• If you are still unsure about the agent, their company number should be provided on their website. You can use this company number to check the Companies House Register and checking the filings history tab to see more information
  • Ask which deposit scheme they will be putting your deposit into
After you have submitted your deposit, you can make sure that it is in the scheme here.
  • You might even want to check who owns the property you are moving into. You can do this via the land registry and entering the house number and postcode. It costs a few pounds but, for some people, it might give them peace of mind.  

13.1 Questions to ask the landlord

Here’s the checklist of things to take to your viewings.

Copy and paste it into the notes app on your phone to have it accessible and write down your answers while viewing.

  • How much rent is and how it will be paid?
  • What is the cost of bills?
  • What is the length of renting, tenancy renewing or conditions when ending your contract early?
  • Payment or fees before you move in?
  • How will your tenancy deposit be protected?
  • When was the boiler last serviced?
  • Does the place have smoke and carbon monoxide alarms?
  • Where are car parks or other additional facilities if available?
  • Is there any mould or pests visible?
  • What appliances come with the property and do they work?
  • How is the house secured?

14. Content insurance

  • It will be your landlord’s responsibility to cover any issues with a property’s structure, the fixtures and fittings e.g. broken kitchen tops
  • If you want home contents insurance, this is covered by the renter. Think of this as anything that could be stolen e.g. laptops
Note: If you proceed this way, you will want to keep a document with all serial numbers, photos & receipts of any items worth more than £300

15. If moving in as a couple or with roommates

If you are moving in with others, you’ll want to know who is accountable to what costs.

Vine video where the girl walking past a stoop saying 'and they were roommates"
This is not the place to say it. But I miss vine

Your agreement may be a:

  • Joint tenancy - meaning you will both be responsible for paying the rent. If one of you can't pay your share, the other person will have to pay it for you.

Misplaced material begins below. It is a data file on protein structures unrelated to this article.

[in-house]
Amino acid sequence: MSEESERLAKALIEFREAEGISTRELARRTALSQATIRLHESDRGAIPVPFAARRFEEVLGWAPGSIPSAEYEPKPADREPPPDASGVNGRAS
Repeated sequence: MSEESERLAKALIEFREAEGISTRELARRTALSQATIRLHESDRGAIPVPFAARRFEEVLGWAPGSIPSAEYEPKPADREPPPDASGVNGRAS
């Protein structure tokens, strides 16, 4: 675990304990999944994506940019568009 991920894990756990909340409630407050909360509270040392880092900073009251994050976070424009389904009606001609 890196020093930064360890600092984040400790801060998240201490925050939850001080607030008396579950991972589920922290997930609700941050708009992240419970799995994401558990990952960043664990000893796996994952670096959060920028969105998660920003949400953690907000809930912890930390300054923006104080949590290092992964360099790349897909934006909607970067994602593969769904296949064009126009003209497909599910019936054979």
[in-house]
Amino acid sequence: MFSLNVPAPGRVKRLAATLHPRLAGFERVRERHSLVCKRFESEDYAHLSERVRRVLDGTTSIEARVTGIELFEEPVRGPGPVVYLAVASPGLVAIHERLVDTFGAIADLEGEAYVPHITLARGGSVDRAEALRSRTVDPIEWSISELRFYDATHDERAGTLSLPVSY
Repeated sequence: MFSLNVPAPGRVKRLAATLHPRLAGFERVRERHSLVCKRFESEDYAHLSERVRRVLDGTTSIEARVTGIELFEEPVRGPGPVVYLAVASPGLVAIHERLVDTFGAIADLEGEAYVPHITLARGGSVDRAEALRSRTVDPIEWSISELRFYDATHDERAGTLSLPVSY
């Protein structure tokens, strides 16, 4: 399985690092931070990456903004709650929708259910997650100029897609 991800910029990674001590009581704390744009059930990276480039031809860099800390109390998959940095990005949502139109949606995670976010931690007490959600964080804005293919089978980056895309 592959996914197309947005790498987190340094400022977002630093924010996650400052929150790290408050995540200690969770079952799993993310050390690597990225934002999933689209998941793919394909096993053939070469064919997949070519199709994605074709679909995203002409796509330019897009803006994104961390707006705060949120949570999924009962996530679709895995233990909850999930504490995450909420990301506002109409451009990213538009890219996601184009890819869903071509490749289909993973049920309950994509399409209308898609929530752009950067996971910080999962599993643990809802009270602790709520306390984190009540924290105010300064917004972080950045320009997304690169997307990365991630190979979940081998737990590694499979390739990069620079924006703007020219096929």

• Separate tenancies - meaning only you will be responsible for paying your share of the rent. Note: your landlord may not permit separate tenancies
  • Only one person named on the tenancy - If person not named won't have a right to stay if the tenant wants them to leave

It’s always recommended that you are on the contract as it’s legally binding that you have the right to live on the property. Have an honest and open conversation with the people you may rent with. Starter questions you’ll want to consider are:

  • Who is responsible when damages are created on the property
  • If someone would want to break the contract before the end date, how would that work
  • How do you want to divide the rent evenly or if it should vary with room size

If you’re wanting to know more about what to consider when renting with other people read more here

16. Information that landlord or letting agent will require from you

There's a couple of bits of information you'll be asked to provide.

Gif of Mr Bean matching his face to his passport
True story: I once saw Mr Bean in Notting Hill.

To confirm you can pay your rent and are authorised to live in the UK, your landlord or letting agent will check:

  • Your right to rent - you need the right immigration status to rent a property. They might ask for:
  • Includes passport and/or;
  • 2 alternative documents (e.g. UK license and birth certificate)

To verify you can afford the rental property, they may also ask for

  • Your Employment contract
  • A Payslip or bank balance
  • They will likely credit check you

If you feel you are being discriminated against for any reason, contact Shelter here.

Read more about checks here.

Looking for other information?

Gif of man asking "Something you want to tell me?"
Ask way!

Let us know in the comments what you want me to add and I’ll look into it.

Jamie Campbell

Jamie Campbell

3 years ago - 13 minute read